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Proverbs

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Filters

Idioms

Phrases

Proverbs

Loan words

Historical loan words

pepeha

1. (verb) (-tia) to say, exclaim, be the subject of a saying (in the passive, i.e. pepehatia).

(Te Pihinga Textbook (Ed. 2): 31-32; Te Kōhure Textbook (Ed. 2): 40;)

Ka tauria a Hikurangi e te huka ka pepehatia, 'Ka rukuruku a Te Rangitāwaea i ōna kākahu rīnena.' (RK 1994:168). / When Hikurangi mountain is covered by snow the saying is used about it, 'Te Rangitāwaea wears his linen cloak.'

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2. (noun) tribal saying, tribal motto, proverb (especially about a tribe), set form of words, formulaic expression, saying of the ancestors, figure of speech, motto, slogan - set sayings known for their economy of words and metaphor and encapsulating many Māori values and human characteristics.

Tētahi take nui i whakaaetia e tēnei hui, ko ngā mahi a ngā tūpuna o mua kei ngaro, kia tino mahia nuitia i ēnei rā: Ngā whakataukī, ngā waiata Māori, ngā pepeha, me ngā tikanga katoa o ngā mea, me ngā harihari, tūtū ngārahu, me ngā hari kai (TP 8/1909:11). / An important matter that was agreed to by the meeting was the activities of the ancestors of former times that these should be used widely today: The aphorisms, Māori songs, tribal sayings and the customary practices of everything, the songs to unite people in a common purpose, war dances and songs for presenting food.

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whaikōrero

1. (verb) (-tia) to make a formal speech.

Mutu ana te tangi, kei runga ngā kaumātua, kei te whaikōrero ki te manuhiri (TP 4/1907:7). / As soon as the weeping ended the elders are up and making speeches to the guests.

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See also whai kī, whaikupu, whaikī


2. (noun) oratory, oration, formal speech-making, address, speech - formal speeches usually made by men during a pohiri and other gatherings. Formal eloquent language using imagery, metaphor, whakataukī, pepeha, kupu whakaari, relevant whakapapa and references to tribal history is admired. The basic format for whaikōrero is: tauparapara (a type of karakia); mihi ki te whare tupuna (acknowledgement of the ancestral house); mihi ki a Papatūānuku (acknowledgement of Mother Earth); mihi ki te hunga mate (acknowledgement of the dead); mihi ki te hunga ora (acknowledgement of the living); te take o te hui (purpose of the meeting). Near the end of the speech a traditional waiata is usually sung.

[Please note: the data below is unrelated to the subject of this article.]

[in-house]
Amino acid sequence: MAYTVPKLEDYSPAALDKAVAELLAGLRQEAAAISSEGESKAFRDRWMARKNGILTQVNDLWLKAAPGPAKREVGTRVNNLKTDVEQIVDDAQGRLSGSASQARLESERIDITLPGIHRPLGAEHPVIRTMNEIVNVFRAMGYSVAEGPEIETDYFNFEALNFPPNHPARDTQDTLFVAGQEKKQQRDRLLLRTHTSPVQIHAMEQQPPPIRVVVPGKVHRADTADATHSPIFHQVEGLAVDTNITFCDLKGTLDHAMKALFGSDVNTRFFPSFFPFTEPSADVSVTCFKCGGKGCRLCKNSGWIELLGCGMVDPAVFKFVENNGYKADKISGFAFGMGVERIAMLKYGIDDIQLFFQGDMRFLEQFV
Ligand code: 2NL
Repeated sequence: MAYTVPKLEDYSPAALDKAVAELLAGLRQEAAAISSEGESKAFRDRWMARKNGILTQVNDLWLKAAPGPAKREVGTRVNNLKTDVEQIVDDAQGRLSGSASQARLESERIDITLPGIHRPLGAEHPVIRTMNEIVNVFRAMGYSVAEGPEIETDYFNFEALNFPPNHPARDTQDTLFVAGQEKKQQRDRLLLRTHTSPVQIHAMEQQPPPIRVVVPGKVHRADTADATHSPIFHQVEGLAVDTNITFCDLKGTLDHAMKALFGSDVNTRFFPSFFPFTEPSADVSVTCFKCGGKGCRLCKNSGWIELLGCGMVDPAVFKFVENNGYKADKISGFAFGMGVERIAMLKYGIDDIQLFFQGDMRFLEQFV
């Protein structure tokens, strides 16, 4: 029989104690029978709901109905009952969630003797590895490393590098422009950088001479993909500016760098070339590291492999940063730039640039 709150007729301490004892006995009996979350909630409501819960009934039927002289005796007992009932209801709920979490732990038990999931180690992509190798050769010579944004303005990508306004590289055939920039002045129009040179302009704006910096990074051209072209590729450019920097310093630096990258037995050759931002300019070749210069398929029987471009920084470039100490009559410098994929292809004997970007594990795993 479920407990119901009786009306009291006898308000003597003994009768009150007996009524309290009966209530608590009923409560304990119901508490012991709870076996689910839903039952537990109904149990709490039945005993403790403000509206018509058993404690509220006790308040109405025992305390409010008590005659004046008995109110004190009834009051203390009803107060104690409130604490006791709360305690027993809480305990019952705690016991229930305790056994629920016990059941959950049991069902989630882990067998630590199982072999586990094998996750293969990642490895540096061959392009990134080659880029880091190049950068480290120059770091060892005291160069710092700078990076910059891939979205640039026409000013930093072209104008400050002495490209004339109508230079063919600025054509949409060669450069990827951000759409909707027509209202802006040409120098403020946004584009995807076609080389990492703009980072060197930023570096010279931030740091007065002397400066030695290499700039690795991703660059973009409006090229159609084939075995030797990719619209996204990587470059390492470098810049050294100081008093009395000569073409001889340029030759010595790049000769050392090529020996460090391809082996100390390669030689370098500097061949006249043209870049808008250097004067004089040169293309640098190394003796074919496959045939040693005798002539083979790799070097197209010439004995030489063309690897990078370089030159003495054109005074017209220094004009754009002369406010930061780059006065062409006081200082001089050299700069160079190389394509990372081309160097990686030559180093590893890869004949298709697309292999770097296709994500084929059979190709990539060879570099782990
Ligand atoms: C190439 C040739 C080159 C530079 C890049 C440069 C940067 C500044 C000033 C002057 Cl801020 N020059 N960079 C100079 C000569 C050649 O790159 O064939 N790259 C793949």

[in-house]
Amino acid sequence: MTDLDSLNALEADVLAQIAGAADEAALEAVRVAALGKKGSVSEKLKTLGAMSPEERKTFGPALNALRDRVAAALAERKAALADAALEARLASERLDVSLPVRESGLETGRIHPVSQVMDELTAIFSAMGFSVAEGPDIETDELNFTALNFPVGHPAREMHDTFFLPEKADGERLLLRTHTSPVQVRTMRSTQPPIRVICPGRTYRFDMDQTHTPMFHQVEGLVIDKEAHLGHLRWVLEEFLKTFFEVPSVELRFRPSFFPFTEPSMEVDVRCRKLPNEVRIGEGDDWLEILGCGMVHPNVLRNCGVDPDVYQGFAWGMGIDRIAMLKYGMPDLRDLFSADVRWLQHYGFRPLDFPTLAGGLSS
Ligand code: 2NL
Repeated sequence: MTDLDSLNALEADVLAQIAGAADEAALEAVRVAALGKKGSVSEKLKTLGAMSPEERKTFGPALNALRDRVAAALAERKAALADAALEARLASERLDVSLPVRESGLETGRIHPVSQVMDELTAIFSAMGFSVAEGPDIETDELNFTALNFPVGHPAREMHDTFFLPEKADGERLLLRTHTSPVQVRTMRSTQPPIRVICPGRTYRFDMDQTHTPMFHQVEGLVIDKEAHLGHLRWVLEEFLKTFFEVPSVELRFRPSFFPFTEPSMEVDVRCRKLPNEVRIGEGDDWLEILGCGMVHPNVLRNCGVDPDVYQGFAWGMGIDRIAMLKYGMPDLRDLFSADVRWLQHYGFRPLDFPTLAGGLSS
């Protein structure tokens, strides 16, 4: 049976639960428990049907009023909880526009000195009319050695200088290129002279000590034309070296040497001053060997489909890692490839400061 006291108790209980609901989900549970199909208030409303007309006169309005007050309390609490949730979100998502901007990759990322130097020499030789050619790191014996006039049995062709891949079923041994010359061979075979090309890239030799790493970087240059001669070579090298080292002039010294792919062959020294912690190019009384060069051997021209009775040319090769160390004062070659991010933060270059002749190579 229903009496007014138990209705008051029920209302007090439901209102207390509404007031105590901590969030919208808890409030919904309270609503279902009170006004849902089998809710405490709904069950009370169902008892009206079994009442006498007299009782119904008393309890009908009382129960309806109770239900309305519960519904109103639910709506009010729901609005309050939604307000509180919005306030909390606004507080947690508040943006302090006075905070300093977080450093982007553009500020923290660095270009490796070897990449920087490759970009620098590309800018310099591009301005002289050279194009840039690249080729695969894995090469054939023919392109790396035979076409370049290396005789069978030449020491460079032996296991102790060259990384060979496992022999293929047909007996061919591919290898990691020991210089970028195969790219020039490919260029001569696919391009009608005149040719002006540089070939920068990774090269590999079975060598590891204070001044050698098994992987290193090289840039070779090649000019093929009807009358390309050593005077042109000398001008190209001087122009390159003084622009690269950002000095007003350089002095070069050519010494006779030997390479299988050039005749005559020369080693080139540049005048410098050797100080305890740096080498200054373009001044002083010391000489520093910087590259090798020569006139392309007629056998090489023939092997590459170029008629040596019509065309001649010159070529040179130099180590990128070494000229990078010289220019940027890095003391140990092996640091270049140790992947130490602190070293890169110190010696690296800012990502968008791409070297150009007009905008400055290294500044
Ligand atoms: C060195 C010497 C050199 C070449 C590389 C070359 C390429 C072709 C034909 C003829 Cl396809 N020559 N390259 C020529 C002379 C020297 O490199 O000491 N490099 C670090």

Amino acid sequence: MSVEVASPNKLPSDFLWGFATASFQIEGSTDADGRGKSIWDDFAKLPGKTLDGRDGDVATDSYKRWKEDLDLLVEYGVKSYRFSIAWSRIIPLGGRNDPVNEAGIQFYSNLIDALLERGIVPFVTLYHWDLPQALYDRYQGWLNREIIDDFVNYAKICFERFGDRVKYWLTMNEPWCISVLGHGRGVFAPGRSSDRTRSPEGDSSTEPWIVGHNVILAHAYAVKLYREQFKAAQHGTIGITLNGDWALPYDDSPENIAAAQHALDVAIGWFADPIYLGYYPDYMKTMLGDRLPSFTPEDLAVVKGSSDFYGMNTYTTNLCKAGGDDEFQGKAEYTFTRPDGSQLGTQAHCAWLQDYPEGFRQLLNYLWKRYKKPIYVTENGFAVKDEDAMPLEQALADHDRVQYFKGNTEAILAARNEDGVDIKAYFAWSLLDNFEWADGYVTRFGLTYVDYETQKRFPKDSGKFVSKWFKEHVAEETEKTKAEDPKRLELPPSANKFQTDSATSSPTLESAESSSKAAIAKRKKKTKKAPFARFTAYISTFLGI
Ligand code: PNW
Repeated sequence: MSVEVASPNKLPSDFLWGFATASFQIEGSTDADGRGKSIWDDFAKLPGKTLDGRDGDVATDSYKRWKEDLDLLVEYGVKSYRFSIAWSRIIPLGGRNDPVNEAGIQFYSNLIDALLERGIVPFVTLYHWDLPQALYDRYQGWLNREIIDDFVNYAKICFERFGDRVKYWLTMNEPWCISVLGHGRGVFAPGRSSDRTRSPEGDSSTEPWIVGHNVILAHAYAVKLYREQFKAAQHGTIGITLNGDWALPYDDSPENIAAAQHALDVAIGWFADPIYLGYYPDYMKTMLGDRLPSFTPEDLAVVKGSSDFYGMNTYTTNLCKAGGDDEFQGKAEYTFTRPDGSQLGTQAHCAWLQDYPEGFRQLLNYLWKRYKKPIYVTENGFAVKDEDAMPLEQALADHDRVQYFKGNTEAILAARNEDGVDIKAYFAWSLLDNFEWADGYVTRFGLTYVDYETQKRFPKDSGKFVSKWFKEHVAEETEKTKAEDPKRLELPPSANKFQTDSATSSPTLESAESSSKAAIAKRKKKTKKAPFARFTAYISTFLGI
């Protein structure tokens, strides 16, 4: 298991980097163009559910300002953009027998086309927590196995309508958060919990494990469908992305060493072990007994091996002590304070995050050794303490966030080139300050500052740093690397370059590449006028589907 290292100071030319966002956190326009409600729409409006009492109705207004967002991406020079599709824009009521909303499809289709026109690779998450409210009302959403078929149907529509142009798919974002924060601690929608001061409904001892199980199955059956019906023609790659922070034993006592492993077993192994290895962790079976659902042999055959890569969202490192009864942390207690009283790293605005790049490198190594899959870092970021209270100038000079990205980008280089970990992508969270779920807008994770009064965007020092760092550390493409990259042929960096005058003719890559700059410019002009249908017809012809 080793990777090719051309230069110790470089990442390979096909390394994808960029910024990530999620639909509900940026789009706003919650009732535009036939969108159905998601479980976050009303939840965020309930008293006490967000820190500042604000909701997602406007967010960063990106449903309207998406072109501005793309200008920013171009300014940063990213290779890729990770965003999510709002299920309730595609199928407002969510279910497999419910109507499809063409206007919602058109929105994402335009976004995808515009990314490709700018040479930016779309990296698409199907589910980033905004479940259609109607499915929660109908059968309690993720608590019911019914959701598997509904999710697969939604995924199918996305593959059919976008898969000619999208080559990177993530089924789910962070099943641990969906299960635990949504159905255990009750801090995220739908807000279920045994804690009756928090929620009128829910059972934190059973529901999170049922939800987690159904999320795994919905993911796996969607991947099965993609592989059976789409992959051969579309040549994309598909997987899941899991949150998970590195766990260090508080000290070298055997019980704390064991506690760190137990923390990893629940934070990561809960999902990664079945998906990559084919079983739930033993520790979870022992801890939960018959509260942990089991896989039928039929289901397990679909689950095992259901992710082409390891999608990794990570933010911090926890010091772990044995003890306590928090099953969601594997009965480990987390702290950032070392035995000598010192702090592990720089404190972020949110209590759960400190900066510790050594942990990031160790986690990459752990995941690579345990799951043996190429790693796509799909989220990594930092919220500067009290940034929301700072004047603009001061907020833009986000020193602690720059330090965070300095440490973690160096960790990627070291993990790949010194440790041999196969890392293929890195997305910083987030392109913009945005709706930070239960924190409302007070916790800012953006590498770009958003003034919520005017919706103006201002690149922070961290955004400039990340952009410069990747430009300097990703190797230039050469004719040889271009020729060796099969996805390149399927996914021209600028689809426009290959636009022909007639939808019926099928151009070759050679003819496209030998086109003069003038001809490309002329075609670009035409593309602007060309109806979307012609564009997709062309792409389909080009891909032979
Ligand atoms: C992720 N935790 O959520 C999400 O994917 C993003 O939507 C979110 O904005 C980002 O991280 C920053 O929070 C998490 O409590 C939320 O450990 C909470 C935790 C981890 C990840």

(Te Kōhure Textbook (Ed. 2): 243-247;)

Nā Rēweti Kōhere te whaikōrero mō tēnei take, ā ko tēnei hoki te tino take i kōrerotia i tēnei hui (TP 3/1904:10). / Rēweti Kōhere spoke about this matter and this was the main topic discussed at this meeting.

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3. (noun) oral evidence.

I tino kaha te tahuri o ngā Kaiwhakawā ki te whiriwhiri i ngā whaikōrero i tukuna ai ki te Kōti i ngā whakawā e rua (RT 2013:103). / The Judges set about vigorously discussing the oral evidence submitted to the Court in the two cases.

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whakatauākī

1. (verb) (-tia) to utter a proverb, utter a significant saying, utter a formulaic saying, utter an aphorism.

Ka whāia kia tomohia a Kahupeka ki te mokopuna a te koroua rā nā runga i tana ōhākī, engari kāore i tutuki ka whakatauākītia, ‘He tara whai ka uru ki roto, e kore e taea te whakahokia’ (Te Ara 2014). / Kahupeka was then sought for an arranged marriage with the elderly man's grandson, due to the elderly man's dying request, but this was not fulfilled with the saying, ‘A barb of a stingray, once inserted, cannot be withdrawn'.

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2. (noun) proverb, significant saying, formulaic saying, aphorism - particularly those urging a type of behaviour. Like whakataukī and pepeha they are essential ingredients in whaikōrero.

(Te Pihinga Textbook (Ed. 2): 31-32; Te Kōhure Textbook (Ed. 2): 39;)

Ko te nuinga o ngā whakatauākī nā te tangata whai mana i whakatakoto (Wh4 2004:39). / The majority of whakatauākī have been made by people of status.

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whakataukī

1. (verb) (-tia) to utter a proverb.

Ka whakataukī atu a Kiwi ki a Waha-akiaki, “Kia pēnei, tō kōuma āpōpō e iri ana i te pōhutukawa i Kai-arero.” (JPS 1923:234) / Kiwi uttered a proverb to Waha-akiaki, “It will be like this, tomorrow your breast-bone will be hanging on the pōhutukawa tree at Kai-arero.”

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2. (noun) proverb, significant saying, formulaic saying, cryptic saying, aphorism. Like whakatauākī and pepeha they are essential ingredients in whaikōrero.

(Te Pihinga Textbook (Ed. 2): 31-32; Te Kōhure Textbook (Ed. 2): 38-39;)

Tētahi take nui i whakaaetia e tēnei hui, ko ngā mahi a ngā tūpuna o mua kei ngaro, kia tino mahia nuitia i ēnei rā: Ngā whakataukī, ngā waiata Māori, ngā pepeha, me ngā tikanga katoa o ngā mea, me ngā harihari, tūtū ngārahu, me ngā hari kai (TP 8/1909:11). / An important matter that was agreed to by the meeting was the activities of the ancestors of former times that these should be used widely today: The aphorisms, Māori songs, tribal sayings and the customary practices of everything, the songs to unite people in a common purpose, war dances and songs for presenting food.

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